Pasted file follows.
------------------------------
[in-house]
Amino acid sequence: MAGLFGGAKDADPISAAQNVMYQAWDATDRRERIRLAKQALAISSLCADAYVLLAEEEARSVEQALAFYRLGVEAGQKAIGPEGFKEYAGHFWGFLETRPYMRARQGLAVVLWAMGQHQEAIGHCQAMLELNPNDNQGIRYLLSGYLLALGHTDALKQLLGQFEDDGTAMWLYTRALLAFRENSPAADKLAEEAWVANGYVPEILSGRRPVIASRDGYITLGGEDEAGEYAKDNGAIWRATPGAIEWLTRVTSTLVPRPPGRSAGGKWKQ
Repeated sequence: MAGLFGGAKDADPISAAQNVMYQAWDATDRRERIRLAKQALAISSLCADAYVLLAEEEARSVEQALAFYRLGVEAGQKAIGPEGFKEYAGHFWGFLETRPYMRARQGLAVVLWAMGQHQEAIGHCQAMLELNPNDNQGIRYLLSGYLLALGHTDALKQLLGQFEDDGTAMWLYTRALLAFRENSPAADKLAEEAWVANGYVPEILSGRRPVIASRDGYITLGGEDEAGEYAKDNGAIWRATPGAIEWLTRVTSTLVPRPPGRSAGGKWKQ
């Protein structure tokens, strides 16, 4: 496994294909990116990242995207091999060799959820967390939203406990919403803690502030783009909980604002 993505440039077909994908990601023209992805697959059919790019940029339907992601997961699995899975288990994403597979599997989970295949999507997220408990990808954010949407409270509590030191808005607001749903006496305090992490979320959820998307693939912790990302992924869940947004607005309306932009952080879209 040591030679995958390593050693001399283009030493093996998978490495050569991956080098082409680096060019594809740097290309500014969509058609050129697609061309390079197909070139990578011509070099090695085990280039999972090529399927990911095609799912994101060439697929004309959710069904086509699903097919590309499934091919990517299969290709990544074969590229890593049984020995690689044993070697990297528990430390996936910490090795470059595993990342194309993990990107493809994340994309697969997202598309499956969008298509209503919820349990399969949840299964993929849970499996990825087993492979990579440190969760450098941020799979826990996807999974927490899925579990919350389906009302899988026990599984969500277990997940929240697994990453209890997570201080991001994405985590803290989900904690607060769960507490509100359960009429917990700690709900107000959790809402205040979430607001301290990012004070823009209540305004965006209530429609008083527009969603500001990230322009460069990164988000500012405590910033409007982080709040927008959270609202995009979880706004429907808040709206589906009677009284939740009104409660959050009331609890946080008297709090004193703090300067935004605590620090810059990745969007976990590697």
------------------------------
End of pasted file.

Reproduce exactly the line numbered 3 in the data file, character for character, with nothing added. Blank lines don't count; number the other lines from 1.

Repeated sequence: MAGLFGGAKDADPISAAQNVMYQAWDATDRRERIRLAKQALAISSLCADAYVLLAEEEARSVEQALAFYRLGVEAGQKAIGPEGFKEYAGHFWGFLETRPYMRARQGLAVVLWAMGQHQEAIGHCQAMLELNPNDNQGIRYLLSGYLLALGHTDALKQLLGQFEDDGTAMWLYTRALLAFRENSPAADKLAEEAWVANGYVPEILSGRRPVIASRDGYITLGGEDEAGEYAKDNGAIWRATPGAIEWLTRVTSTLVPRPPGRSAGGKWKQ